By Adam Cobb, Postdotoral Researcher, Oklahoma State Univeristy, USA
There is nothing quite like touching new soil. The soils of China are ancient, but this is my first chance to grab a handful. After leaving our hotel in Beijing at 4am, flying for three hours, and driving on a bombed-out road for another hour, we are in the steppe grasslands of Inner Mongolia in Northwest China.
We are here – with chestnut-colored soil in our hands – because of Jiqiong Zhou (soon to be Dr. Zhou) and her advisor, Dr. Yingjun Zhang. Sixteen months previously, Jiqiong (who also goes by Jolie) emailed Dr. Gail Wilson and asked if she could spend nine months with us at Oklahoma State University. Jiqiong’s research links above- and belowground influences on grasslands with particular emphasis on plant-microbial relationships, such as rhizobia/meliloti and arbuscular mycorrhizal symbioses, which is precisely Gail’s area of expertise.
This PhD student exchange and research collaboration has been amazing. While Jolie was with us, she had the chance to visit the Konza Prairie Biological Research Station (NSF-LTER site) near Manhattan, Kansas, USA. We went up to establish grassland restoration plots, but took time to show her around the station, and particularly to see the bison. Later, she told us how lucky she thinks we are to research in such productive grasslands.
Back in China, her research grasslands are not as productive. With typically 300-400mm annual precipitation, they are a contrast to our tallgrass prairie systems. However, these semi-arid grasslands are critically important, not just for local sheepherders, but for soil ecologists. Climate models predict many mesic grasslands will become more arid during the 21st Century. It is crucial that we untangle the belowground drivers influencing aboveground productivity, plant species diversity, and ecosystem functions in semi-arid grasslands, if we are to manage our global grazing resources in a warmer and drier world.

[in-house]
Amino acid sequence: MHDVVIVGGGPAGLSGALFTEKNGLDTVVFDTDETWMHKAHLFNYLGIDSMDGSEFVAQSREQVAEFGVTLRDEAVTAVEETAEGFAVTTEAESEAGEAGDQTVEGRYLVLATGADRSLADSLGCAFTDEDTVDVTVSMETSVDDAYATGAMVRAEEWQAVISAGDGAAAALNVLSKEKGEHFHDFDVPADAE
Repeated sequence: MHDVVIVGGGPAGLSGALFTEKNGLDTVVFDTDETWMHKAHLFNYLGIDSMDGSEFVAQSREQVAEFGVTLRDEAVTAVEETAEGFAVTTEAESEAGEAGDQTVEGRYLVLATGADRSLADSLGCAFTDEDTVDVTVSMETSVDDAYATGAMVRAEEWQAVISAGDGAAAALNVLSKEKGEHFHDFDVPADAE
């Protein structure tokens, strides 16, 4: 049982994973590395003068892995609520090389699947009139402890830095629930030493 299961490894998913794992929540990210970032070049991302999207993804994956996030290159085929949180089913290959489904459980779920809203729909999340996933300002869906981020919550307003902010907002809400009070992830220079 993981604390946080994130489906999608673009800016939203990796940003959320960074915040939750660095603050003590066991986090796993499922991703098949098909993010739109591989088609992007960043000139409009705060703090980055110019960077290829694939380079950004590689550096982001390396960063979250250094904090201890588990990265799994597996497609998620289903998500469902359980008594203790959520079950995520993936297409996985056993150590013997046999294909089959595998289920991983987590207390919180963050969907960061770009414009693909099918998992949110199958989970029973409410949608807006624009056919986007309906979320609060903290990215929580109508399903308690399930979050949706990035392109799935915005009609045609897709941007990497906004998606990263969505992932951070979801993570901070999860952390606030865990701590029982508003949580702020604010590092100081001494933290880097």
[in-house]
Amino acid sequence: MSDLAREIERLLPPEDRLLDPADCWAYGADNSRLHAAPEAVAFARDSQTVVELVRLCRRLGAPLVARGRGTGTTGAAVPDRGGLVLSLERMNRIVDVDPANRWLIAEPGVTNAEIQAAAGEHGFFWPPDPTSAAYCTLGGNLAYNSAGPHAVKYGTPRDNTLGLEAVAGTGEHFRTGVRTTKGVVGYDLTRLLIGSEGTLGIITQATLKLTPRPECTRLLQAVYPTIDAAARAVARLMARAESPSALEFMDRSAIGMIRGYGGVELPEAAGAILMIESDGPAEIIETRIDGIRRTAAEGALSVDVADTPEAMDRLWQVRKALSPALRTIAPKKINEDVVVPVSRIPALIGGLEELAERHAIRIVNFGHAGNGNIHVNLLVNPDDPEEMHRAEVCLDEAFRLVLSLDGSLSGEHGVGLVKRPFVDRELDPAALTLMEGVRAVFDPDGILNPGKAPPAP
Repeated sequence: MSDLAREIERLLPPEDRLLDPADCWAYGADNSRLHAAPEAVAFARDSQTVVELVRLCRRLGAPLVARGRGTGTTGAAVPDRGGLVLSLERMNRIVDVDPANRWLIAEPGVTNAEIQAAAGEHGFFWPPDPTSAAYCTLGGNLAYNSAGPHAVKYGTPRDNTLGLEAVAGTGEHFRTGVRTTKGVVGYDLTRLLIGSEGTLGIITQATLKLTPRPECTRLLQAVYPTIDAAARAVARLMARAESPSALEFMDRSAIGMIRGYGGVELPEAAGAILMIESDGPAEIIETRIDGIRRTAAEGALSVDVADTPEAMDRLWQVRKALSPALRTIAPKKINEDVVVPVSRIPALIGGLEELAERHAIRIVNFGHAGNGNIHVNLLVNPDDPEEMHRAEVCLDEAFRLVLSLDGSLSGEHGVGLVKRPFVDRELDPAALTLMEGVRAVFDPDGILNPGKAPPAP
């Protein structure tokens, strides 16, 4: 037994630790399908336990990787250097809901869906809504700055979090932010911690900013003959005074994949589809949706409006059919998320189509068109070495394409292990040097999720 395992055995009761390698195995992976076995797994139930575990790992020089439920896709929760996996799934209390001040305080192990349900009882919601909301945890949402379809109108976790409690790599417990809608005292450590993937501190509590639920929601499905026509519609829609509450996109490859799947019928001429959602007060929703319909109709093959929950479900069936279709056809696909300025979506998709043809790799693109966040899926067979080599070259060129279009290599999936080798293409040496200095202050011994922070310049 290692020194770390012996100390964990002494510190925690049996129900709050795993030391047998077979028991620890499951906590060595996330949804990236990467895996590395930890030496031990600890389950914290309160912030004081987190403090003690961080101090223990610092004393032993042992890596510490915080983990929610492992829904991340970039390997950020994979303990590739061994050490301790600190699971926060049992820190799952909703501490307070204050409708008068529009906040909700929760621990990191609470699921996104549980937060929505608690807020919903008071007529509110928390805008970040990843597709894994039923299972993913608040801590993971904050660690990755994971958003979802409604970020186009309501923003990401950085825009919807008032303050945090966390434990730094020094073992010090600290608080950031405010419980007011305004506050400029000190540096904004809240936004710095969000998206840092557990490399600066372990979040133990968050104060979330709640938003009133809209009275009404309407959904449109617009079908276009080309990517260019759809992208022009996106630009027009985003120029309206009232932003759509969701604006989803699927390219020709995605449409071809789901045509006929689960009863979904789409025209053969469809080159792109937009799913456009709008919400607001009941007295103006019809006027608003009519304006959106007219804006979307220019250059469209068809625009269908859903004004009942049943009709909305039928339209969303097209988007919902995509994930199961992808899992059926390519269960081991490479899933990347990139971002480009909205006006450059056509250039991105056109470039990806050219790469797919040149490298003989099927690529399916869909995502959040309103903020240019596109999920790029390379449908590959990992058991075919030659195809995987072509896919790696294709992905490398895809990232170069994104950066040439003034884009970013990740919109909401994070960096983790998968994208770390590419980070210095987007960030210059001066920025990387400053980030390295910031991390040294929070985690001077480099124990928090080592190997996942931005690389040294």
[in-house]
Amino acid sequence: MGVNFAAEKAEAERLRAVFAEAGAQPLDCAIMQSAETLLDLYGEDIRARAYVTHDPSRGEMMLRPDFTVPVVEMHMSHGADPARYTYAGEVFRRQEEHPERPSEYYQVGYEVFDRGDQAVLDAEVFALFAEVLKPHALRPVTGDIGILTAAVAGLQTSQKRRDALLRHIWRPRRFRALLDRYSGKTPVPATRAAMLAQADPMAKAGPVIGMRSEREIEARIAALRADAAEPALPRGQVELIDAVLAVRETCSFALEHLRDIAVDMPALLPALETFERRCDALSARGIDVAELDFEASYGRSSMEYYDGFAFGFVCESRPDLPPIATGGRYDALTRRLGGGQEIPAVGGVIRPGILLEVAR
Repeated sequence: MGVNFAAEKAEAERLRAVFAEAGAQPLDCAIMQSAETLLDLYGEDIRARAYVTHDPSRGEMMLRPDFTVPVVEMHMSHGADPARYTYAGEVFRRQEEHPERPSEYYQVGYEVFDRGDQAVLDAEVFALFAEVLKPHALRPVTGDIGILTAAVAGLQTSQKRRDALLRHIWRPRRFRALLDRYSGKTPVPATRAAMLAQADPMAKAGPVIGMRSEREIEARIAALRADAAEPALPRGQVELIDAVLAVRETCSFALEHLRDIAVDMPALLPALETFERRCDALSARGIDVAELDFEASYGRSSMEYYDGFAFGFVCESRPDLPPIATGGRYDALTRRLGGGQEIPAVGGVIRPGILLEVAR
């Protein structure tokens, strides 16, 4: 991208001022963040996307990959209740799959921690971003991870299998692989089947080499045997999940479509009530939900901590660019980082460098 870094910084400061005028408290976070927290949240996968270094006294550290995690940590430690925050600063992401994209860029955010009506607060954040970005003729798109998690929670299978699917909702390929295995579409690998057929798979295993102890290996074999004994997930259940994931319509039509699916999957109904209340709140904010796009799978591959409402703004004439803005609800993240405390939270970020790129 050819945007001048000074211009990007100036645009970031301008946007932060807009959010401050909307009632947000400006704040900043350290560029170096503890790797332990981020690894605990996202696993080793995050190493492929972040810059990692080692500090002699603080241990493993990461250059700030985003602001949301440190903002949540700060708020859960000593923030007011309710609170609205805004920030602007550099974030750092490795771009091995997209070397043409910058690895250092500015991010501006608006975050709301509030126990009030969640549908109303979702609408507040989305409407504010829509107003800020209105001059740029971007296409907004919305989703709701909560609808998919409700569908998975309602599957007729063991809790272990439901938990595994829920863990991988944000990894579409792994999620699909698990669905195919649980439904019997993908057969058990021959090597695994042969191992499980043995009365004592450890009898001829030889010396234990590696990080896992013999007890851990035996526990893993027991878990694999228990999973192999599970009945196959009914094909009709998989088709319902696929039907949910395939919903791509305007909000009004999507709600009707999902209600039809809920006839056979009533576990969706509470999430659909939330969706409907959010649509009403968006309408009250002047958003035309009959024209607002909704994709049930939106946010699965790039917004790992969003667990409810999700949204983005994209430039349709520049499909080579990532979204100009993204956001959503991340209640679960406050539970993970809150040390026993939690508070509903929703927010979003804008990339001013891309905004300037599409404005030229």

This is where Jolie, and her colleagues in Dr. Zhang’s lab, conduct their valuable soil research. We walk across her plots, and see the yellow-flowered alfalfa (Medicago falcata) she established to rehabilitate these overgrazed areas. Belowground, she assessed how these reseeded legumes influence nutrient cycling, soil microbial communities, and soil metabolites. Today is a hot and sunny one, and we remark at how much data she has collected in these plots, often working by herself.
Jolie’s research is the combination of mechanistic assessments (e.g., microbial genomics) and applied questions. As part of the China Agricultural University’s College of Animal Science and Technology, she is keenly aware that these grasslands are provisioning ecosystems. Grazing treatments (real or simulated) are always part of the research design. Jolie is passionate about reseeded alfalfa because it can regenerate the landscape, increase incomes, and improve soil health.
Gail and I had an amazing experience with Jolie, Dr. Zhang, and their associates. We learned more about their culture, and we touched China’s soil. We are currently planning paired experiments assessing grassland plant and soil dynamics in both China and the USA. These collaborative research networks are key as we strive to conserve and restore global soils.